Thought-provoking articles that deal with hunger and the issues involved in meeting the hunger challenge.
How much would it cost to prevent a famine? We don’t know exactly, but one answer is surely this: Much less than it would cost to save lives after famine hits. The relief group Oxfam estimates that emergency relief in famines costs seven times as much as preventing the disaster to begin with.
When the world’s population was several million fewer than the total number of Indians in the world today, Reverend Thomas Robert Malthus predicted that unchecked population growth would lead to famine, starvation and high rates of death. As countries release their updated population numbers—the United States did so in December, India did so last month, and China’s numbers should be coming out this month—it’s interesting to look back at his forecast, even though technological advances like vaccines, the pill, antibiotics and tractors in the intervening two centuries have so far prevented it from coming true.
Good morning. It is a privilege for me to address this distinguished gathering. Serving under Secretaries-General Kofi Annan and Ban Ki-moon as a UN Messenger of Peace for Hunger and Poverty has been one of the greatest honors of my life.In my first field visit for the World Food Programme six years ago, I went to the Queen Elizabeth Central Hospital in Blantyre, Malawi. At that time, 5 million people in Malawi were facing starvation. I can only fit one of them into this speech. She was the first infant I met in this job.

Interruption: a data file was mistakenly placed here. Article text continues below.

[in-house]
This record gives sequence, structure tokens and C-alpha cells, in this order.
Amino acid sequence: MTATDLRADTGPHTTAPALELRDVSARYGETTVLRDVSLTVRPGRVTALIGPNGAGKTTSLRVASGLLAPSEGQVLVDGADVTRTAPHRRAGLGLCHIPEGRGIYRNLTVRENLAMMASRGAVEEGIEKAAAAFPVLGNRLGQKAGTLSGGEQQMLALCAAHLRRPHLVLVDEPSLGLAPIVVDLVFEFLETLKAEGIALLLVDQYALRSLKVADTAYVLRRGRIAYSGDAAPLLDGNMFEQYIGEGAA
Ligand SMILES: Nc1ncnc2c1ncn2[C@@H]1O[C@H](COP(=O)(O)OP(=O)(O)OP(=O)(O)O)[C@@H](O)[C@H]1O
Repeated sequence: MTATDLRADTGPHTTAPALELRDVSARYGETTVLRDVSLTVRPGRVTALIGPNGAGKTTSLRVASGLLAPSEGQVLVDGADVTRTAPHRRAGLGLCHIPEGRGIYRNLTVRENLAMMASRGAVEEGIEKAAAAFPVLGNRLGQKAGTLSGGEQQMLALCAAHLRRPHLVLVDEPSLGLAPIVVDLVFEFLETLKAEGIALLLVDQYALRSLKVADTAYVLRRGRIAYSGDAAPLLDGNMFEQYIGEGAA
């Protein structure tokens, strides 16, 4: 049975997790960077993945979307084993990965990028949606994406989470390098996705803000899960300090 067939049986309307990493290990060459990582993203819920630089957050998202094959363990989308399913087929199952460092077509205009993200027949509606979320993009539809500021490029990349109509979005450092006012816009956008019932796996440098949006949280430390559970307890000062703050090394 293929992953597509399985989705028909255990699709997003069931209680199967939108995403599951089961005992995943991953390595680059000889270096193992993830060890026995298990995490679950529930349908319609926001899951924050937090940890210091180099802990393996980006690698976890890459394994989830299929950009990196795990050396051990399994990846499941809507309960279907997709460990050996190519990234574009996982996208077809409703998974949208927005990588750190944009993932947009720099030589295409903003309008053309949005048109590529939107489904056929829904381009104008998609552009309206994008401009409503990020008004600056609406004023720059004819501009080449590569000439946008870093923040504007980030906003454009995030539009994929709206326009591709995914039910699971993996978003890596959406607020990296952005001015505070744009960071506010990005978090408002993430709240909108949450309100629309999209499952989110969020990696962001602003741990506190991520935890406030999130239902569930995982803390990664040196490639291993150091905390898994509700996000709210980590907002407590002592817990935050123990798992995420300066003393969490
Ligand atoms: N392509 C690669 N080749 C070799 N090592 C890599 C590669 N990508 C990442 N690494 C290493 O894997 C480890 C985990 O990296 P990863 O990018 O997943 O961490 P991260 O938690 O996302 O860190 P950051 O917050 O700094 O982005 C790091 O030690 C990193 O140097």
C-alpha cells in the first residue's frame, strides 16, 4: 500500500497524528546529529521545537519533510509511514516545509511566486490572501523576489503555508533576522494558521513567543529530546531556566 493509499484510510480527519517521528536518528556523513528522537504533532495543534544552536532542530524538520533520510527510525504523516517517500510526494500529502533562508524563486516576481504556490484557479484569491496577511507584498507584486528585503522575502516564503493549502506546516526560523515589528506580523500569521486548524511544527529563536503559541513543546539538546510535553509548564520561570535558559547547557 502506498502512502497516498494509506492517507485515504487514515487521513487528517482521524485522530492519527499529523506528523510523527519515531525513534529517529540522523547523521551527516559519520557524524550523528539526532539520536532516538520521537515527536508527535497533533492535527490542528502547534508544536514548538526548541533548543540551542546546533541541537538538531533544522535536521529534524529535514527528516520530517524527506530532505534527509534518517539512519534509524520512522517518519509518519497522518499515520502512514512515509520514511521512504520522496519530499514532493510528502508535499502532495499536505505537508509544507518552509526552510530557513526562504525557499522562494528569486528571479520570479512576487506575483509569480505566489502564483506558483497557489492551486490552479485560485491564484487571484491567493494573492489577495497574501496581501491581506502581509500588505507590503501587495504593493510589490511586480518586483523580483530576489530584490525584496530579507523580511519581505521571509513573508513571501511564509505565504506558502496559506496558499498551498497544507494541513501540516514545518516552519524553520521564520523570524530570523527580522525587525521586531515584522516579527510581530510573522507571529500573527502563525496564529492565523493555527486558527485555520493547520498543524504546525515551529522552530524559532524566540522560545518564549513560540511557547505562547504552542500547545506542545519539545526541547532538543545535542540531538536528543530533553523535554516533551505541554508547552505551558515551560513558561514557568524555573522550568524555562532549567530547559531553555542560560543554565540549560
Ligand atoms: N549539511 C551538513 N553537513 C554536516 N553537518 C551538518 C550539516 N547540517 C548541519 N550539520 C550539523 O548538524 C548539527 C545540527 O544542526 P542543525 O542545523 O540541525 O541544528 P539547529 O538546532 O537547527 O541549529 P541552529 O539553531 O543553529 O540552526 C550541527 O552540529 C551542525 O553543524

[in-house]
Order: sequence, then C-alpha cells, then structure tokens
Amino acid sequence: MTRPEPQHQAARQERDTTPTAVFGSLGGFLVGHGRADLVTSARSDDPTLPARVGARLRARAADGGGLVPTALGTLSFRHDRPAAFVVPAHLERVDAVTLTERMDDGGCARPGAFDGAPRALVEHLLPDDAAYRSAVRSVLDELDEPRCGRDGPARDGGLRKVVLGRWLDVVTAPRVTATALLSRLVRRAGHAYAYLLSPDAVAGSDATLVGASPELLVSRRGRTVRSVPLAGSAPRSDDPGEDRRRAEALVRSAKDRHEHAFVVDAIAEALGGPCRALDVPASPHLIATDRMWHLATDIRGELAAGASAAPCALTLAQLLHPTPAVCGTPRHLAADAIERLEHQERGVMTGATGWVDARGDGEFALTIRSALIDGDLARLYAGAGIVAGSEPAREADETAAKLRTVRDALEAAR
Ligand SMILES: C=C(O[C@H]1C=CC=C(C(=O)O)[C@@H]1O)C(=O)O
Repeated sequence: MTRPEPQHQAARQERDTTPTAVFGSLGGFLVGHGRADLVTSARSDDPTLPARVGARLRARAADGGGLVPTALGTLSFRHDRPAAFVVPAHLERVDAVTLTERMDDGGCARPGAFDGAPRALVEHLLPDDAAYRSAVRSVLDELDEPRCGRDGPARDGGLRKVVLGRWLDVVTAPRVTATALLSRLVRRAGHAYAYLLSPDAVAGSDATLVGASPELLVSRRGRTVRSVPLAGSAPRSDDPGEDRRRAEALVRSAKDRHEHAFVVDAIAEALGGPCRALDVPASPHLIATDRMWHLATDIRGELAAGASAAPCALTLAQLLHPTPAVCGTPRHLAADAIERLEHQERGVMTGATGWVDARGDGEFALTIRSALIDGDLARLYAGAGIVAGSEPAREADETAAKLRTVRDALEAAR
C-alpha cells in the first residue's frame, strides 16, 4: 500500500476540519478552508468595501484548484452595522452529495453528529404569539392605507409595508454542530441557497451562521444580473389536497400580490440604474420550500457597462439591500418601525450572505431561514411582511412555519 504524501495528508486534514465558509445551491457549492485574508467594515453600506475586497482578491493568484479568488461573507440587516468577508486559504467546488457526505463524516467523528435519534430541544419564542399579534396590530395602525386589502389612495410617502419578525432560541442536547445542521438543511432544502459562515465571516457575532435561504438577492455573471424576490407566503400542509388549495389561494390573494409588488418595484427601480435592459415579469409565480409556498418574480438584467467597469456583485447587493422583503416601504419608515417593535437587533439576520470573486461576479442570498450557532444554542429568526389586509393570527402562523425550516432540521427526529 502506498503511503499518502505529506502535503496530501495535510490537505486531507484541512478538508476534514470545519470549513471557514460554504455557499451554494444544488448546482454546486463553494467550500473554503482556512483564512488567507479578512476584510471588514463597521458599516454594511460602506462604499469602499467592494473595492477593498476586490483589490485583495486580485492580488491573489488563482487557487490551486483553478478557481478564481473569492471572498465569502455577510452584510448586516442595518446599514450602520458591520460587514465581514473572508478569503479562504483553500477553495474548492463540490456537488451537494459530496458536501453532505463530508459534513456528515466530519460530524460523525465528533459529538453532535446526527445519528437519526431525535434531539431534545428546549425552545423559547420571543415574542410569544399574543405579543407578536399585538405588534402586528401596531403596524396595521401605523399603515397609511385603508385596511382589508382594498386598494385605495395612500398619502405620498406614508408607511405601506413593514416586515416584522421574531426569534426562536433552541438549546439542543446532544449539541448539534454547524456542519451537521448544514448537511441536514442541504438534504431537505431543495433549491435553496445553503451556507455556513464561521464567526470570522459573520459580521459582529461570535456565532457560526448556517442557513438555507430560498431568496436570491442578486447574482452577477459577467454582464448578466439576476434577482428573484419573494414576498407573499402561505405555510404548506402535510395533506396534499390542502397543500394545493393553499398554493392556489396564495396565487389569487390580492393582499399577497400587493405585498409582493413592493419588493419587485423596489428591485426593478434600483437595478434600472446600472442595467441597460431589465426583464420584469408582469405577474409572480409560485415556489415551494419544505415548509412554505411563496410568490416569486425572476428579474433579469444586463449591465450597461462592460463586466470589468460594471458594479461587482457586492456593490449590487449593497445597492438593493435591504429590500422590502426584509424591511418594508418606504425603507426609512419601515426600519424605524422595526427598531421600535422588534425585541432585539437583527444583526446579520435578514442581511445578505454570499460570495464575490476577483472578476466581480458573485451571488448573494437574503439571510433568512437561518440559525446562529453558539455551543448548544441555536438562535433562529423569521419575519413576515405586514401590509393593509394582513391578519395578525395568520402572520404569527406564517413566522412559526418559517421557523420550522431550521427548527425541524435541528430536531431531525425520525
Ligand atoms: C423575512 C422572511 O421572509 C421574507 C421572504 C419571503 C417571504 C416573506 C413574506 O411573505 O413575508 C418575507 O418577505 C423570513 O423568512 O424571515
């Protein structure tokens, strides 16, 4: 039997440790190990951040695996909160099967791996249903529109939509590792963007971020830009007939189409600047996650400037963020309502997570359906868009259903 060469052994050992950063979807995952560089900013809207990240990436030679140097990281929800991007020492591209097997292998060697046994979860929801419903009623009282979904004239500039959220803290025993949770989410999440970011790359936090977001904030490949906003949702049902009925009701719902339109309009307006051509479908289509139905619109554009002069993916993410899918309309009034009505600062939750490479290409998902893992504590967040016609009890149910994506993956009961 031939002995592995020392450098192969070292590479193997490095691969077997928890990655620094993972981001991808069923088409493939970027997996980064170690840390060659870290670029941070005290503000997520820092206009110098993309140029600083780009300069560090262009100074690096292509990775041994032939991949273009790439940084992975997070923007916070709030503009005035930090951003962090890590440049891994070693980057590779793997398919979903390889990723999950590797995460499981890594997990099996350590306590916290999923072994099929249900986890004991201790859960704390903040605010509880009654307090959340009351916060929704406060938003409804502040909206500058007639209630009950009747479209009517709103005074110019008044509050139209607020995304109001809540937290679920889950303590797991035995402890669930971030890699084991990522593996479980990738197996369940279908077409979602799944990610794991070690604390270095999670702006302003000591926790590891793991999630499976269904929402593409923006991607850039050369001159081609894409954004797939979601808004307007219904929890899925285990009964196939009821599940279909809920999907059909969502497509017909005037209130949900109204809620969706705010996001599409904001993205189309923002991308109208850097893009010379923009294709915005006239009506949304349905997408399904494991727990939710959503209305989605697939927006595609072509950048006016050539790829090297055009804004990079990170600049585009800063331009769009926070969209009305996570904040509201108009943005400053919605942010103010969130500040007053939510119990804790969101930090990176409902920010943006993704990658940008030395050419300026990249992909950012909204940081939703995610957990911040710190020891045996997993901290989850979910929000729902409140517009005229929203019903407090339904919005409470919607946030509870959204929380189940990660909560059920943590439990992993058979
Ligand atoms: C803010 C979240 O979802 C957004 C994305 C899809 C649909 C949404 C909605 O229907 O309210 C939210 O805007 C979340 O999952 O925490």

In writing Diet for a Small Planet, I learned one simple truth: Hunger is not caused by a scarcity of food but a scarcity of democracy. But that realization was only the beginning, for then I had to ask: What does a democracy look like that enables citizens to have a real voice in securing life’s essentials? Does it exist anywhere? Is it possible or a pipe dream? With hunger on the rise here in the United States—one in 10 of us is now turning to food stamps—these questions take on new urgency.
Feeling hungry? Maybe that’s because of all the news, from around the world, about food today — how much people produce, how much more they need, how much it’s going to cost, how much of an effect it will have on climate change, and vice versa. (..) There’s actually encouraging news on the food front from south Sudan, where citizens are voting now to become an independent nation. While much of Africa is under intense pressure to provide food for its people, the U.N. World Food Programme says south Sudan could become a food exporter and end its chronic food dependency within a decade. But immediately after the vote, this area is likely to need more food aid, according to the U.N.